There was also a discussion about planned giving and how we would identify someone who has the church in their will and how we thank someone’s family when a bequest is received. There was a concern expressed that there is not a formal procedure but Lee assured the Board that he sends thank you notes.
There will be a congregational yard sale organized by Susan Hurley and another co-chair which will take place on September 22nd.
Membership is looking into our own software to create a photo directory and regular directory. There was a brief discussion about the possibility of putting the directory on our website in a restricted area protected by a password.
Full minutes of the meeting is posted in the foyer.
|Minister's Message continued|
|Of course, they answered that question many times, and the answer was always the same: with love, and with faith in the search for truth as the only path to freedom from the violence of ignorance. They had love of truth and realized that love is the great truth. Not romantic love, or the love of identification with someone or with something, but the love that holds the Universe together, the infinite energy of connection and interdependence; love of the truth of what is. The great Vietnamese Zen Master, Thich Nhat Hanh, often uses the term “Interbeing.” All in the Universe “inter-is” with everything else. Once again, all of Nature has no difficulty living within this truth – except human beings, and it is this violation of natural law that is the reason there is so much to be outraged about. The problem seems to arise from this evolutionary development in human beings called ego-identification and its compulsion to create lines of separation that do not actually exist, and it is these lines of artificial separation that are the lies of ego that entrap us.|
When the Buddha attained enlightenment he declared: “With the Earth as my witness, all sentient beings have the right to be free of suffering.” Of course, he was not talking about physical pain or discomfort, or even the emotional suffering that is legitimate grieving at loss of loved ones or over their pain, these are all quite natural states – you can see them in a dog. This is the pain of connection broken or injured or resonating sympathetically. He was addressing the unnecessary emotional pain caused by losses to ego-security and status and by amplifying our emotional challenges and traumas by placing them within a self-centered story that we emotionally resist, and it is this resistance that brings about the experience of emotional and spiritual separateness which brings on our suffering. The Buddha also offered us a path to freedom from this suffering that was not some supernatural ability or a pathological emotional callousness. He offered to us the natural state of acceptance, of alignment with the what-is in life – that which every creature except humans are able to live within naturally. This then, constitutes a truth we can depend upon.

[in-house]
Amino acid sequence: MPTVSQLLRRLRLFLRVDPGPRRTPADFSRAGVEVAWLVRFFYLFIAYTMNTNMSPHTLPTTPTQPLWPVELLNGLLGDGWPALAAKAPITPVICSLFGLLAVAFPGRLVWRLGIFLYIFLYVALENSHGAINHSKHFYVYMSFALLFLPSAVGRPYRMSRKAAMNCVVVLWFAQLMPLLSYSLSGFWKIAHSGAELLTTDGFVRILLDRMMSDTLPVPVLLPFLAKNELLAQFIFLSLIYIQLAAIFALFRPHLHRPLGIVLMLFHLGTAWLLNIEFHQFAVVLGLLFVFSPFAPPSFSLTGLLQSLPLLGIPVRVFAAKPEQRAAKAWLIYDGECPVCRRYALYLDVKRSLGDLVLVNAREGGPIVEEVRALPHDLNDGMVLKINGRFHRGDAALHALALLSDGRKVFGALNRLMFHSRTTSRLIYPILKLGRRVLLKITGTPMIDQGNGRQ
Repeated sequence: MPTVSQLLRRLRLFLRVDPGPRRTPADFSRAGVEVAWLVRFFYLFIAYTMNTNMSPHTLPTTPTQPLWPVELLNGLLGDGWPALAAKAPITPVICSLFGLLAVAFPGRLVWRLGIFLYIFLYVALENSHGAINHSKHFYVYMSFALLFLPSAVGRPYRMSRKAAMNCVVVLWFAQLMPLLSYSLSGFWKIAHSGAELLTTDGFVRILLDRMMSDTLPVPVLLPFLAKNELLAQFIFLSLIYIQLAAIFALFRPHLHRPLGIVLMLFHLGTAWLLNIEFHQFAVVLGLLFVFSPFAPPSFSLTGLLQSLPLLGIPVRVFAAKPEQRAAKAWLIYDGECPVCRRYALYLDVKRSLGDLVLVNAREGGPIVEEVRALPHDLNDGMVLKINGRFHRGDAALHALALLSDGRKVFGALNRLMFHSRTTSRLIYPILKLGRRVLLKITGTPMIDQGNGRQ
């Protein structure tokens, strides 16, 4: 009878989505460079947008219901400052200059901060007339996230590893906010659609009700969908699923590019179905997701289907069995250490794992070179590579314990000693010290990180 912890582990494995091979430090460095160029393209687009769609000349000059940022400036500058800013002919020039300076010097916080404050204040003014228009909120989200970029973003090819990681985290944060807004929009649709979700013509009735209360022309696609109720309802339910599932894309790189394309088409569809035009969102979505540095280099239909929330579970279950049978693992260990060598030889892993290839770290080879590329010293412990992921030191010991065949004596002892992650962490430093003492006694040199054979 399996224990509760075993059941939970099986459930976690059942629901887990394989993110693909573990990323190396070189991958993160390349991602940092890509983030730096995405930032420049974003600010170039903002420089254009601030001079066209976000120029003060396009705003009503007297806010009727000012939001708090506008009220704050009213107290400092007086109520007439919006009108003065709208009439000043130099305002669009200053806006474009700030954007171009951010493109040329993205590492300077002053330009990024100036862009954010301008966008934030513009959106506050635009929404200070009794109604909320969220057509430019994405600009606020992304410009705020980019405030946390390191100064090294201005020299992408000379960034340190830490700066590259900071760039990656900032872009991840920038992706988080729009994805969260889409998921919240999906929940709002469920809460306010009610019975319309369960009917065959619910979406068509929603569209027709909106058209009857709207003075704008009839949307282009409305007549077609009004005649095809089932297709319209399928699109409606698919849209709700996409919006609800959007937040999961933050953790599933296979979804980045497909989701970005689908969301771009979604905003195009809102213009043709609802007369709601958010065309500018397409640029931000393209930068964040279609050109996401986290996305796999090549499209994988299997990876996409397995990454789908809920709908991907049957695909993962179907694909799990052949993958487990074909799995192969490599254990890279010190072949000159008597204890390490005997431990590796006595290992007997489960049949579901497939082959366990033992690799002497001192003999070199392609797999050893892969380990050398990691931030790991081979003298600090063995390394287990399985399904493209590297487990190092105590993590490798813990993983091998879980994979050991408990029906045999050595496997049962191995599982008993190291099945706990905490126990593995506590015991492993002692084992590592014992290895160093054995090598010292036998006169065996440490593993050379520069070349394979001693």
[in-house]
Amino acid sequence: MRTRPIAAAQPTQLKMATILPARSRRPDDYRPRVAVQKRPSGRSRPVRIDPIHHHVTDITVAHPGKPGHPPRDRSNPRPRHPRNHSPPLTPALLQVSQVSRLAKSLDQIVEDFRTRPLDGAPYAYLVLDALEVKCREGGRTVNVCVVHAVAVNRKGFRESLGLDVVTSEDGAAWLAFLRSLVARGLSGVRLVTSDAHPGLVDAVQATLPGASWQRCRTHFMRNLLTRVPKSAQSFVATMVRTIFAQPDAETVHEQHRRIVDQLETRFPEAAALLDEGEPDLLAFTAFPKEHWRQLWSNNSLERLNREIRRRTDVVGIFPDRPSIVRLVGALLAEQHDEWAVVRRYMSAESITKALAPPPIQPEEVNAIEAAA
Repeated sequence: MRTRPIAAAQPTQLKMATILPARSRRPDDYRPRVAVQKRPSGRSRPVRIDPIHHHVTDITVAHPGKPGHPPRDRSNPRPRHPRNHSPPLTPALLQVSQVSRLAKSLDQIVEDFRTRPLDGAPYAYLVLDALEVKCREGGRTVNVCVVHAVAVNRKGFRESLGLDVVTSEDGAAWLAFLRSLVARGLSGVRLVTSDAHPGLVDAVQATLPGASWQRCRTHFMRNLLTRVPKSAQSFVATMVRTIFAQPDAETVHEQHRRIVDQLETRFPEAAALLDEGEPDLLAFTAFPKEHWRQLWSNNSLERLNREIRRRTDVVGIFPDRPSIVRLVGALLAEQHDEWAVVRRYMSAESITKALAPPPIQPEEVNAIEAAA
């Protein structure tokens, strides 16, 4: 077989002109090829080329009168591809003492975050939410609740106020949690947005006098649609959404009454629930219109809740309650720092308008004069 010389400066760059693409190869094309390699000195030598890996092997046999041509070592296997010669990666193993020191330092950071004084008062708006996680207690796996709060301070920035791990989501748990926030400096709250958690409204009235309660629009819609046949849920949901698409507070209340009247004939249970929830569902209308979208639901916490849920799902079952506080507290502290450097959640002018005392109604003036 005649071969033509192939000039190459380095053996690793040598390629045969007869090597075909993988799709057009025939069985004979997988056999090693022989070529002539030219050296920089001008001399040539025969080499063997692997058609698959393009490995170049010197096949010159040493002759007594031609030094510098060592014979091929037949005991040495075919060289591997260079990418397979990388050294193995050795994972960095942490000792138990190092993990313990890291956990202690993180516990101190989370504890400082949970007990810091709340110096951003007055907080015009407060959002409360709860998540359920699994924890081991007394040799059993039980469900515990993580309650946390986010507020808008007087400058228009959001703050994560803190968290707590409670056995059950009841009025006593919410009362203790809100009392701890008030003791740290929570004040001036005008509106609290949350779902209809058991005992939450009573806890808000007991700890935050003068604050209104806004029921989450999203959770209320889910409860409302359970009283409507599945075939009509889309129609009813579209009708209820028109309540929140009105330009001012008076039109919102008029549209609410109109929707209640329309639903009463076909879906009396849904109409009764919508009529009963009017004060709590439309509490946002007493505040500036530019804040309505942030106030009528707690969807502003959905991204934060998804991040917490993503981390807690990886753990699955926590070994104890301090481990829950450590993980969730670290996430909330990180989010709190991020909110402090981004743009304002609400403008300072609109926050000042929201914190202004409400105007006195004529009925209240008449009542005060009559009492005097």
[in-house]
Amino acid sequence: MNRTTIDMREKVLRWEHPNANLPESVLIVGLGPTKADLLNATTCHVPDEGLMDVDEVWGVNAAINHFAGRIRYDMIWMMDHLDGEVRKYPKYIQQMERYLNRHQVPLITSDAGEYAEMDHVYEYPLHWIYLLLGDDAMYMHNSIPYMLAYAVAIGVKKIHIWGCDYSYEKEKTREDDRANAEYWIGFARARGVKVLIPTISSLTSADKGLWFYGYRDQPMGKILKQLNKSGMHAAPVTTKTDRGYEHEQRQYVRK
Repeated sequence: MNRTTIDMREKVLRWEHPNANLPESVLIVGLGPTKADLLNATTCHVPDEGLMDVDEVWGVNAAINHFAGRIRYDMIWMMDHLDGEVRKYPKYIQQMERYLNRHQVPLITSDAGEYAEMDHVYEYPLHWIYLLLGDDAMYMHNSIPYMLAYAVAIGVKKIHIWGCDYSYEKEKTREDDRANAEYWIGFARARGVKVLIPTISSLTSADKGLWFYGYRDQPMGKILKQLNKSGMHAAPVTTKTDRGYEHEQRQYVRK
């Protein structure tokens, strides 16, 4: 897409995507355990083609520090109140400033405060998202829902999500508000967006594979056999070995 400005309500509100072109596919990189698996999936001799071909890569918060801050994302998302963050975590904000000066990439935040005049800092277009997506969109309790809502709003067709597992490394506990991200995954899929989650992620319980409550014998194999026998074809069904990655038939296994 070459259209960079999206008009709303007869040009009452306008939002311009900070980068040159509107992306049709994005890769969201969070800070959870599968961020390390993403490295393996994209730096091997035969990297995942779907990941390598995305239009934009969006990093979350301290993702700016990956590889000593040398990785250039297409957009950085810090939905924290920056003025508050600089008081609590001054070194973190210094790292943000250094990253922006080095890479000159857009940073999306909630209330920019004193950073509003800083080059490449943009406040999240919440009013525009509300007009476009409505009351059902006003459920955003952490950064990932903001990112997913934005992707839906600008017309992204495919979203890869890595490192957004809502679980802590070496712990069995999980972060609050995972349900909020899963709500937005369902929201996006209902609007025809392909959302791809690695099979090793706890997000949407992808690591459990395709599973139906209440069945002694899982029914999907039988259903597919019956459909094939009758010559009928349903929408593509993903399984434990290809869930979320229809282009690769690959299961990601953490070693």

Another absolute truth of Nature is that, except for humans, no creature takes more than it needs for its survival, and no creature destroys for any reason other than its natural survival, but humans do it regularly because of egoic insecurity – the desire to make more of “me” – and the easiest way to make more of “me” is to make less of all that I think is “not me.” Yes, there are lines of separation in Nature, of predator and prey, but this all happens within a deeper ecological network of connection that creates perfect balance. While it can be granted that human survival-needs are more subjective than that of an animal in the woods, somehow it feels like there is something untruthful about the extremely unnatural impulse to acquisition and destruction of the human ego that creates imbalances and breaks ecological connections, yet is often covered over by calling it “human nature.”
Perhaps the truths of ecology could be brought to the human realm through the insight that balance is lost when a person causes others difficulty or loss or takes disproportionately for the purpose of their own ego-gratification, again, because no creature other than humans would do such a thing. Yet humans crisscross the terrain of Life, carving it up into little kingdoms marked by greed for power, wealth, and dominion, all in violation of Nature where there is just Life in balance. So here we have a conundrum, a paradox, for it seems to be the nature of humans to carve out paths and to build walls in the pathless and wall-less land of Nature and to require more than just the means for natural survival. How can we resolve this conundrum?